Over 23 million people suffer from migraines. And although plenty of researchers are trying to find a solution to these incredibly painful headaches, so far, they remain poorly understood and incredibly difficult to treat.
Part of the struggle of treating migraines is our lack of understanding of how they actually work. Scientists know that it relates to inflammation and the contraction and dilation of blood vessels, but the specific mechanisms of the migraine are still a relative mystery. This makes migraines especially challenging to treat or prevent.
Researchers Pinpoint Pain-Causing Chemical
Dr. Greg Dussor, an associate professor of neuroscience in the School of Behavioral and Brain Sciences at UT Dallas, recently conducted a study on the role of a specific protein in migraines in rats.
Dussor knew that much of the pain signaling tied to migraines originates in the meninges, which are membranes that surround the brain and spinal cord. Other studies have indicated that migraine patients have elevated levels of a specific protein called brain-derived neurotrophic factor (BDNF), although scientists have yet to be able to identify the role it plays.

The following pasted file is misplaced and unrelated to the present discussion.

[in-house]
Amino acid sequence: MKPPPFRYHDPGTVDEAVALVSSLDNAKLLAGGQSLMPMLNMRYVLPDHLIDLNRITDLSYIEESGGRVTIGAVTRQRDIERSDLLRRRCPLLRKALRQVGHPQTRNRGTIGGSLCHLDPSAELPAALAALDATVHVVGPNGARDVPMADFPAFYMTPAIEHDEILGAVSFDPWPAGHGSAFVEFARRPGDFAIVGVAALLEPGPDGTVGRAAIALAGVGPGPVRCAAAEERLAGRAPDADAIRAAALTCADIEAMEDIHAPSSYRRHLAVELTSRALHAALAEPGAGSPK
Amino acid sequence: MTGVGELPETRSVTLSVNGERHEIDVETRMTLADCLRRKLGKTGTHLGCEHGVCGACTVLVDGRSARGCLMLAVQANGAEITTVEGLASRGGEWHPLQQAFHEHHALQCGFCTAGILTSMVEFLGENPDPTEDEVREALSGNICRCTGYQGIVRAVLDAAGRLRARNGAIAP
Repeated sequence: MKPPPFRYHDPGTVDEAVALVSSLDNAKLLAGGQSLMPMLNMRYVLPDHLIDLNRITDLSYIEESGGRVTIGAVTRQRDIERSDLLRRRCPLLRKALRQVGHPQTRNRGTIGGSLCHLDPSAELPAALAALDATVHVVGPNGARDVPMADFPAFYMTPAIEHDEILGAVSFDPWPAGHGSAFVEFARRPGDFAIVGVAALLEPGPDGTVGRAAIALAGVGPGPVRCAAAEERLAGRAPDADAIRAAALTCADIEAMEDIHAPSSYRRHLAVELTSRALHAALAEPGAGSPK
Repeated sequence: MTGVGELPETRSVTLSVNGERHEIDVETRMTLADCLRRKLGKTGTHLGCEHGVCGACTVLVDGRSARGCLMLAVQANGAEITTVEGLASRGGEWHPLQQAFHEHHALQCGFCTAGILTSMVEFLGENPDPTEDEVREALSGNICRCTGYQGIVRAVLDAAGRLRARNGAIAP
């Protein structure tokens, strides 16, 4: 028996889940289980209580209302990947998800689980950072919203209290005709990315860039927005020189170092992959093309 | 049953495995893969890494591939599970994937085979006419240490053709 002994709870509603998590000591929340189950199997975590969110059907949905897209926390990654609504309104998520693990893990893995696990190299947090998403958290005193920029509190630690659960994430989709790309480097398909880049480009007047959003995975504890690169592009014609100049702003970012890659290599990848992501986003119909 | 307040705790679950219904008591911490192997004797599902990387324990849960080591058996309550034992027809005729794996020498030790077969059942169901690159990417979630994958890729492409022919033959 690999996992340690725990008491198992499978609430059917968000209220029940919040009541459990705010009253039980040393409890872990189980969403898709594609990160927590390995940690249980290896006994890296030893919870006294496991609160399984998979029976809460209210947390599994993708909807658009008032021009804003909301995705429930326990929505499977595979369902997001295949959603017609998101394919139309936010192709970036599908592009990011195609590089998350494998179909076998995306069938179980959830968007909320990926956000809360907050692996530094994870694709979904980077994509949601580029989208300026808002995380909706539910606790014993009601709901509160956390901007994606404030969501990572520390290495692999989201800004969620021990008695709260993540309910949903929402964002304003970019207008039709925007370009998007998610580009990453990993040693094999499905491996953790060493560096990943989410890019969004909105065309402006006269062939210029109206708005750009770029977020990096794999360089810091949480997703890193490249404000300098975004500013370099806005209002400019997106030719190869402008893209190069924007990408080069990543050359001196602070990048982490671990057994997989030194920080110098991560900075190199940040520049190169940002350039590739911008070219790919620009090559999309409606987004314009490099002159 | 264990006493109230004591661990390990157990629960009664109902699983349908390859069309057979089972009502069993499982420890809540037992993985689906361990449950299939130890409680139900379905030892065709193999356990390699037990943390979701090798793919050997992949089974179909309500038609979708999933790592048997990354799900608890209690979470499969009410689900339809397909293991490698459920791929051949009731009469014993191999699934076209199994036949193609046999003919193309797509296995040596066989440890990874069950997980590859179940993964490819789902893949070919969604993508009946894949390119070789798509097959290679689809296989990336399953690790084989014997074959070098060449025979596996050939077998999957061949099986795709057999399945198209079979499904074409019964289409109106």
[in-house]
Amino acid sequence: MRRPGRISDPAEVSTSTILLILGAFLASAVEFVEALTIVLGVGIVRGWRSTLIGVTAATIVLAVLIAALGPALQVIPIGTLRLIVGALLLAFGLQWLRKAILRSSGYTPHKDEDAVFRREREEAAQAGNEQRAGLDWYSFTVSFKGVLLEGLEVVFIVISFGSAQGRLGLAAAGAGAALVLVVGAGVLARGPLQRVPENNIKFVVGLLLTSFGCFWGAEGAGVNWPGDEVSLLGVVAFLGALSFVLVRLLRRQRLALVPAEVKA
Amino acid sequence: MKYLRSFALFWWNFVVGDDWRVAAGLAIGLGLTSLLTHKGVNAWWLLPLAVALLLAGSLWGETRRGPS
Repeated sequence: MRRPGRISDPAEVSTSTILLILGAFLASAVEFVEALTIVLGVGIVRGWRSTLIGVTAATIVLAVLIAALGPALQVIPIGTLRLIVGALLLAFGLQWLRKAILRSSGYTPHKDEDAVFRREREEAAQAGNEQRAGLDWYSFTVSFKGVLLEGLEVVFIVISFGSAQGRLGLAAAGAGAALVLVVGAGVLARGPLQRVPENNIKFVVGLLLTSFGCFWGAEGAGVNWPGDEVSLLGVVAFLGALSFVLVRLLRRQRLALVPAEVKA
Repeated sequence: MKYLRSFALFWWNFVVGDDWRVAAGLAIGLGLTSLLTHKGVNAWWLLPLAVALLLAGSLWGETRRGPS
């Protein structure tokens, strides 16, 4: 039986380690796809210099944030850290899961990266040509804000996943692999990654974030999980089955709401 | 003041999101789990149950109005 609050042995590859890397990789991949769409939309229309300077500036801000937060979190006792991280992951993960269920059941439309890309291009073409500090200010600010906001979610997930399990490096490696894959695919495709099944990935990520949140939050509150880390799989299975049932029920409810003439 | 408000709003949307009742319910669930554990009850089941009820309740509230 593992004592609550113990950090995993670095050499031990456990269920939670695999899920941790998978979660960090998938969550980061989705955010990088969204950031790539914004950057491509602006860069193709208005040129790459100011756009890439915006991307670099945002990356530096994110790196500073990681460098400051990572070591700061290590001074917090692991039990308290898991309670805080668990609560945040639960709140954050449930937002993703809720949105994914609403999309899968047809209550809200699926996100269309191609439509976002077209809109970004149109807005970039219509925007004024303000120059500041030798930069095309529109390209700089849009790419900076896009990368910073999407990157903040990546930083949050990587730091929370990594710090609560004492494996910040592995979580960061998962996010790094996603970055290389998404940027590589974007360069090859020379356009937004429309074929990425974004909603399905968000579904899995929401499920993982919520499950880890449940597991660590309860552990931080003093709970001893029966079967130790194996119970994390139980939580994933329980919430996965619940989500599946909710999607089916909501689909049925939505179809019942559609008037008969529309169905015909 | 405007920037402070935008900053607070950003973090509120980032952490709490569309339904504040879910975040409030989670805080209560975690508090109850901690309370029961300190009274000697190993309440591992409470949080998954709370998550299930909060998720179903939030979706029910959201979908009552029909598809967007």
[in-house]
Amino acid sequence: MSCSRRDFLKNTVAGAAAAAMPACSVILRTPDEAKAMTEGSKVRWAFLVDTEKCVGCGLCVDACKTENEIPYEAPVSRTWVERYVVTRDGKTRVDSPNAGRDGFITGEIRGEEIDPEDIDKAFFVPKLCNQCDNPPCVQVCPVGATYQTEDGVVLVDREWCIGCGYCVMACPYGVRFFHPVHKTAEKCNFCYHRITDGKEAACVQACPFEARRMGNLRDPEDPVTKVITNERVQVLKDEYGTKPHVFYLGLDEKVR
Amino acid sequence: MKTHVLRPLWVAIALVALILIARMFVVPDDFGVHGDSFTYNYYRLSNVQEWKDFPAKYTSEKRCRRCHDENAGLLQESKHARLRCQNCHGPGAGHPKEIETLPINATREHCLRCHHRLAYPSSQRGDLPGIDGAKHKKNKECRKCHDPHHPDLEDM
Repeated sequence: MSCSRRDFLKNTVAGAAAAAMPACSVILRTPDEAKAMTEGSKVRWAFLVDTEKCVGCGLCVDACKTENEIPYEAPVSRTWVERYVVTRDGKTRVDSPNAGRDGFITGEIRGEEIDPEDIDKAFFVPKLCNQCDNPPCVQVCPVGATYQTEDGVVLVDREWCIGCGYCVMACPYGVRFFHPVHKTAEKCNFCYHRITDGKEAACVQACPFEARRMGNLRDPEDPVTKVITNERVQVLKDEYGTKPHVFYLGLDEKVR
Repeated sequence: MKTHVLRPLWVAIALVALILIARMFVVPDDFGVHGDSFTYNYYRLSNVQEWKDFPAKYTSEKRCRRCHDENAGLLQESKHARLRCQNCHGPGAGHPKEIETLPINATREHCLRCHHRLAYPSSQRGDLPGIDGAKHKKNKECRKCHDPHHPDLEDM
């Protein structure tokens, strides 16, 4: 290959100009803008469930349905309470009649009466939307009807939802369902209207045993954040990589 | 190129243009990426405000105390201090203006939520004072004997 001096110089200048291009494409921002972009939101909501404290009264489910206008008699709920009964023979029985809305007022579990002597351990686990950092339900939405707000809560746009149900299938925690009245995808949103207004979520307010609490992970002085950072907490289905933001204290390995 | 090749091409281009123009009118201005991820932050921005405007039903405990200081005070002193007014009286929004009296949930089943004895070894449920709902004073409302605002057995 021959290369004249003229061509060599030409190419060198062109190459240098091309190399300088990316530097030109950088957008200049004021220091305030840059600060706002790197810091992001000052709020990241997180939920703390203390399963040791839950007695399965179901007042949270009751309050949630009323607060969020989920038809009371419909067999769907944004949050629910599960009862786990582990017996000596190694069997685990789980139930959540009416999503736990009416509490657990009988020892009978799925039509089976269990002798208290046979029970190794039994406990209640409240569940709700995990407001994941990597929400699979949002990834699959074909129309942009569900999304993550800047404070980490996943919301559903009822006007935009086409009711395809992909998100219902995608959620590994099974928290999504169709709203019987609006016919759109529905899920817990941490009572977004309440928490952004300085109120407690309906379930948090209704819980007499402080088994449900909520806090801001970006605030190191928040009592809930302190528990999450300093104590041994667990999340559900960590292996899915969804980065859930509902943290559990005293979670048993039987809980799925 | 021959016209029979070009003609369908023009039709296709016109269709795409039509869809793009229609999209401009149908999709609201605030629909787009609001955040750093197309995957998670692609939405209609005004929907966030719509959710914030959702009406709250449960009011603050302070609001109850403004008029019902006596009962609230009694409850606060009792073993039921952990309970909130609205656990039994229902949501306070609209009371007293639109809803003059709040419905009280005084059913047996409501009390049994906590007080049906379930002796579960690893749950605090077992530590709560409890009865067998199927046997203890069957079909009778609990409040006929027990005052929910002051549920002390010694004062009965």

Dussor’s research team wanted more information on how these things related. First, they purposefully stimulated rats’ meninges to trigger a migraine attack. Then, they injected the rats with a drug that absorbs BDNF. The result was incredible: The rats became desensitized to future migraines, even when specifically exposed to stimuli that should cause them.
This result has led Dussor to suspect that the presence of BDNF in the brain keeps migraine patients sensitive to future instances of migraine pain. This could even be related to why some people experience stress, lack of sleep, bright lights, or other common migraine triggers and have no response, and others experience crippling migraine headaches in response to the same stimuli.
What This Means for Migraine Treatment
This research by no means solves the puzzle of how BDNF is related to migraines, nor does it present a quick and easy cure. However, it does take researchers one step further towards understanding, and could be key in the development of future migraine treatments. Dussor is hopeful that this research can ultimately help identify the root cause of migraines.
Unfortunately, for those suffering from migraines today, this research means very little. Treatment for migraines can still be very hit-or-miss, and prevention is rarely possible beyond simply doing one’s best to avoid triggers. Step one to better preventing or treating migraines is to identify the source, but for many people, that can be difficult or even impossible.
One possible source of migraines for some people is TMJ. Misalignment of the bite and tension in the jaw can trigger migraines in many sufferers. TMJ can be challenging to diagnose because the symptoms can be so diverse, but if you think your migraines might be a result of TMJ, TMJ treatment might be able to reduce their frequency, or prevent them altogether.